|Color wheel by Goethe in 1809.|
Understanding the symbolism of colors can be an important component of art therapy. Colors can communicate meaning just as importantly as images and words. As an artist, one can select different colors in order to convey a particular message or trigger a certain feeling in the viewer.
As an art therapist, it is important for one to be aware of the possible meanings and symbolism of different colors that clients may use in their art. At times, clients will consciously choose a color to use and have a specific meaning. Other times, color may be chosen unconsciously but still play an important role. If the client does not know why they chose a color, the therapist can ask if the color makes them think of anything or how the color makes them feel.
Although the therapist should consider the common meanings–blue for sadness, red for anger, black for depression or grief–there may be many other factors at play for an individual. Everyone brings their own culture and personal experiences to each piece of art that they make, so it is important to have a conversation with the client to understand their own reasons for choosing different colors.
Some things to keep in mind in looking at the symbolism of colors are archetypal or common meanings, cultural meanings, and personal experiences.
Archetypal meanings: Some colors have more universal meanings as they are reflective of things that all people see. For example, blue is generally a calming color as it brings to mind the openness of sky and water. Green symbolizes fertility and growth to people of most cultures as it reflects nature and growing plants. Purple is considered the color of royalty and spirituality in part because it is so rare in nature.
Cultural meanings: Colors also take on different meanings based on the culture. In America, green often symbolizes prosperity and money, but in other cultures blue, purple, or gold may be more commonly considered the colors of wealth. People often have associations to colors based on the holidays that they celebrate, such as red and green for Christmas, orange for Halloween, or red for Chinese New Year. In some cultures the color of death is black, but in others white is the color for mourning. To explore more about the symbolism of colors in different cultures, take a look at this infographic: Colours in Cultures.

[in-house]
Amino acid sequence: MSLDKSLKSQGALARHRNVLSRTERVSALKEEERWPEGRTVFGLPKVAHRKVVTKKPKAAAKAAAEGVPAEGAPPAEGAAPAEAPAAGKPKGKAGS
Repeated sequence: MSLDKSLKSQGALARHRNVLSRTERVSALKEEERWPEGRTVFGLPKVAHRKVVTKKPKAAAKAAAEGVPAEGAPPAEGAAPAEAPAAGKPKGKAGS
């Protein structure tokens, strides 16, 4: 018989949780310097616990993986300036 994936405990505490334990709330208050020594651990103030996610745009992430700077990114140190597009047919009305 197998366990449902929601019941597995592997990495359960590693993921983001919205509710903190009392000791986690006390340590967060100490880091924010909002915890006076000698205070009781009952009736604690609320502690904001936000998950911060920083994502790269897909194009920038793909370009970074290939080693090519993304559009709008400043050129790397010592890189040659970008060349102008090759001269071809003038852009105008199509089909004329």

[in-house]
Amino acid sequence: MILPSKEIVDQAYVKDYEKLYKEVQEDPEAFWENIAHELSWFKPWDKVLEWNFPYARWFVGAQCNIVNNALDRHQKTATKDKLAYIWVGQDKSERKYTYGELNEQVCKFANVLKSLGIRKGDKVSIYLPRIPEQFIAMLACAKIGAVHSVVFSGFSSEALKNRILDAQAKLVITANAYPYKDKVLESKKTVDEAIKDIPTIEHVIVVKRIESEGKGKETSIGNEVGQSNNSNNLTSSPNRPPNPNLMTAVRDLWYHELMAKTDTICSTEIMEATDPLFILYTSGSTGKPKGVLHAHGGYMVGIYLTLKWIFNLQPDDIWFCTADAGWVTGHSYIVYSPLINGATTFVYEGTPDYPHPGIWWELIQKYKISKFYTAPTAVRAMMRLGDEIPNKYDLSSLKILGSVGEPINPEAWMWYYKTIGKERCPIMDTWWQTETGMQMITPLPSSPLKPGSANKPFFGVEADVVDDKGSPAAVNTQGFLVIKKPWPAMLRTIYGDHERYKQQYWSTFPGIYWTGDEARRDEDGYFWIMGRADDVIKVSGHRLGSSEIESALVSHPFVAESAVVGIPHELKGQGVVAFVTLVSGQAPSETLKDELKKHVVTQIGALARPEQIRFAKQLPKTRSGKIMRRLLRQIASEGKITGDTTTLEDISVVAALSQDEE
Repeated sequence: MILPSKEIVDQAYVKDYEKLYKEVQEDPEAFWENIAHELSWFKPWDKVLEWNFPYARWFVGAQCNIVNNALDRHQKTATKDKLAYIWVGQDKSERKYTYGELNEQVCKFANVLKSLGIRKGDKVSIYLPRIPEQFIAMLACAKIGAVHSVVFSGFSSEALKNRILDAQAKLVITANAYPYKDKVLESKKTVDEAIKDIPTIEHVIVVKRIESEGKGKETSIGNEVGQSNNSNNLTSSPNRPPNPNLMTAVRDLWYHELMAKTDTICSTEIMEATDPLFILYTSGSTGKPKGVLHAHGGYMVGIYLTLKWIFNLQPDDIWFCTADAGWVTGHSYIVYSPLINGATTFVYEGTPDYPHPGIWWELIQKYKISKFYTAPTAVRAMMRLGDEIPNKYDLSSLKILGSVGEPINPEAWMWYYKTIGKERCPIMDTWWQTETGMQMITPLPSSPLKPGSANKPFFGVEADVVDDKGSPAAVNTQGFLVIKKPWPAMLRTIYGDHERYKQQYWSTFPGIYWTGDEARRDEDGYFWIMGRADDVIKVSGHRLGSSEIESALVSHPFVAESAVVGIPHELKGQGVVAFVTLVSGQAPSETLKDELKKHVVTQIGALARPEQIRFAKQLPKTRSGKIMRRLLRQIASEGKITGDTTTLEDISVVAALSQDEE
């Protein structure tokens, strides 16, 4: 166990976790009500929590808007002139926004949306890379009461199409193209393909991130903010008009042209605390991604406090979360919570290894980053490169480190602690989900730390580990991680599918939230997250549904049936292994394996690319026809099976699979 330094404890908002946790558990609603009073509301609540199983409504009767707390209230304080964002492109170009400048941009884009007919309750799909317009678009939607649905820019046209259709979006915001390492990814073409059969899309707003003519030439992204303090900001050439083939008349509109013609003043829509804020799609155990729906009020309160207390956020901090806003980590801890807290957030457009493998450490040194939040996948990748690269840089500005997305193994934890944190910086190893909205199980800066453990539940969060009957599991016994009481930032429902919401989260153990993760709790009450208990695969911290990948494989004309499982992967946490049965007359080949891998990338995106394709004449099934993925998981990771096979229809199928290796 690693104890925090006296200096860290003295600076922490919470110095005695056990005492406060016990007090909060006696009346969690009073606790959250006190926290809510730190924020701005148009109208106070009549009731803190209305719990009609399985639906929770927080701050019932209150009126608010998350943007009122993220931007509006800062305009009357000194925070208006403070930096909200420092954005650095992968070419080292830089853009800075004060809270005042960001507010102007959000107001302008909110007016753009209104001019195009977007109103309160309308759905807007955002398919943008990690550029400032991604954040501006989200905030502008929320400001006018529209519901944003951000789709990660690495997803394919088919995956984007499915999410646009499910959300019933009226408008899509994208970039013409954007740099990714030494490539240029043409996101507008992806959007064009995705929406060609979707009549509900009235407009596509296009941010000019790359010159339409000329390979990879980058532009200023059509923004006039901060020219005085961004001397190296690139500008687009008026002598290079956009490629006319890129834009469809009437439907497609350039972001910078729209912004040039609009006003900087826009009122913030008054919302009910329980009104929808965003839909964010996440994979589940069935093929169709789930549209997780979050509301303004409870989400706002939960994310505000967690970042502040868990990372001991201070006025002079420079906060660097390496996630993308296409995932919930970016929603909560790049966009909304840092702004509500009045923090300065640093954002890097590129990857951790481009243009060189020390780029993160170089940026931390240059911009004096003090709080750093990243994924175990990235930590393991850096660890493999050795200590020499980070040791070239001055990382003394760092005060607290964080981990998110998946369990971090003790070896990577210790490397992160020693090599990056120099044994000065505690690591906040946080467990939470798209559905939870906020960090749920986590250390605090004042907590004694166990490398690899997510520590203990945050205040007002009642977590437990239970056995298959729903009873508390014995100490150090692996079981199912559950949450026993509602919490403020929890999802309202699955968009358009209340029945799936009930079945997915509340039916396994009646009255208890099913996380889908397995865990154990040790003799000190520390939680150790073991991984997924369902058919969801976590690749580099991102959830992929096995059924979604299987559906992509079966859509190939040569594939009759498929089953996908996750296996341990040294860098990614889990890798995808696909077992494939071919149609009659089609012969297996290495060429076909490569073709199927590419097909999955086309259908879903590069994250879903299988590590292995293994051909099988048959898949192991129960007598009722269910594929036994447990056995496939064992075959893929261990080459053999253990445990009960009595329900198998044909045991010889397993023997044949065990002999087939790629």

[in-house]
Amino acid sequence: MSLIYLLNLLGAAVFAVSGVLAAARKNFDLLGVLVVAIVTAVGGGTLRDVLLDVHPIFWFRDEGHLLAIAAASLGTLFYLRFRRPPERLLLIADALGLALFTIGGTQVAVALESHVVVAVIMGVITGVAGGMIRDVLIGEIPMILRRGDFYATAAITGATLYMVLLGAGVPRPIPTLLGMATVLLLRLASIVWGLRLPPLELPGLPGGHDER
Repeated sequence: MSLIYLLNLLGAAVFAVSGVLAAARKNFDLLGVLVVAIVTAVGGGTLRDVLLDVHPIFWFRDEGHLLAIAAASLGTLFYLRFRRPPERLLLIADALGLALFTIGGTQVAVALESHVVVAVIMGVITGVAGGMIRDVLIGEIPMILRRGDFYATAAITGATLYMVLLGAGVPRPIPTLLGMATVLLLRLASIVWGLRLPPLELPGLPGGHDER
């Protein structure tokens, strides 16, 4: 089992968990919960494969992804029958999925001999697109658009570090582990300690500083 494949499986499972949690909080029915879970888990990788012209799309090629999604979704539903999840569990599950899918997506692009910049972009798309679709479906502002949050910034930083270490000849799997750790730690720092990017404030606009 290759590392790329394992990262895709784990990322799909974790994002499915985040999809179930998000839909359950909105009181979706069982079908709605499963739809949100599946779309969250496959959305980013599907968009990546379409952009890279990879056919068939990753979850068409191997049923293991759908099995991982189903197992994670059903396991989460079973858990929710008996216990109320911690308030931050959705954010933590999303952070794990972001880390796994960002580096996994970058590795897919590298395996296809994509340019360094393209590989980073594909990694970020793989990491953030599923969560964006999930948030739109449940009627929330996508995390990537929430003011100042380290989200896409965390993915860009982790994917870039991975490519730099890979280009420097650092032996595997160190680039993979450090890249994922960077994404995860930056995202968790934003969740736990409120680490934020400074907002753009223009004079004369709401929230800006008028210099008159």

Personal meanings: Each person has personal experiences and memories that are tied to colors. Colors may represent things that we care about–our high school or university’s color or our favorite sports team. Colors may remind us of past events or places–the colors of a childhood bedroom or the colors used at a wedding. Or we may chose colors based on personal preferences. For example, when someone’s favorite color is blue, choosing blue paper for a collage background would not mean that they are sad.
When considering a client’s color choices in art therapy, it is important to take all of these factors in to consideration. The therapist may hypothesize about what a color means, but it is always important to have a dialogue with the client about the colors to most fully understand their meaning.
If you would like to learn more about the particular symbolism of different colors, here are some helpful resources.
The Art Therapy Blog provides great color charts that show different meanings associated with colors. I love these charts because they highlight the great variety of meanings that can be linked to each color. Take a look here: Color Meanings and Symbolism Chart.
The website for Color Matters also offers explorations of the meanings of different colors.
For a historical perspective, Johann Wolfgang von Goethe was one of the first to propose a psychology of color, exploring how colors impact our moods and emotions, in his book Theory of Colours in 1810.
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Carolyn Mehlomakulu, LMFT, ATR is an art therapist in Austin, Texas who works with children, adolescents, and families. For more information about individual therapy, child counseling, family therapy, and art therapy services, please visit www.therapywithcarolyn.com.
This blog is not intended to diagnose or treat any mental health conditions. All directives, interventions, and ideas should be used by qualified individuals within the appropriate bounds of their education, training, and scope of practice. Information presented in this blog does not replace professional training in mental health, psychotherapy, counseling, art therapy, or play therapy. Although anyone can have a healing experience with art, art therapy requires the direction of a trained art therapist.
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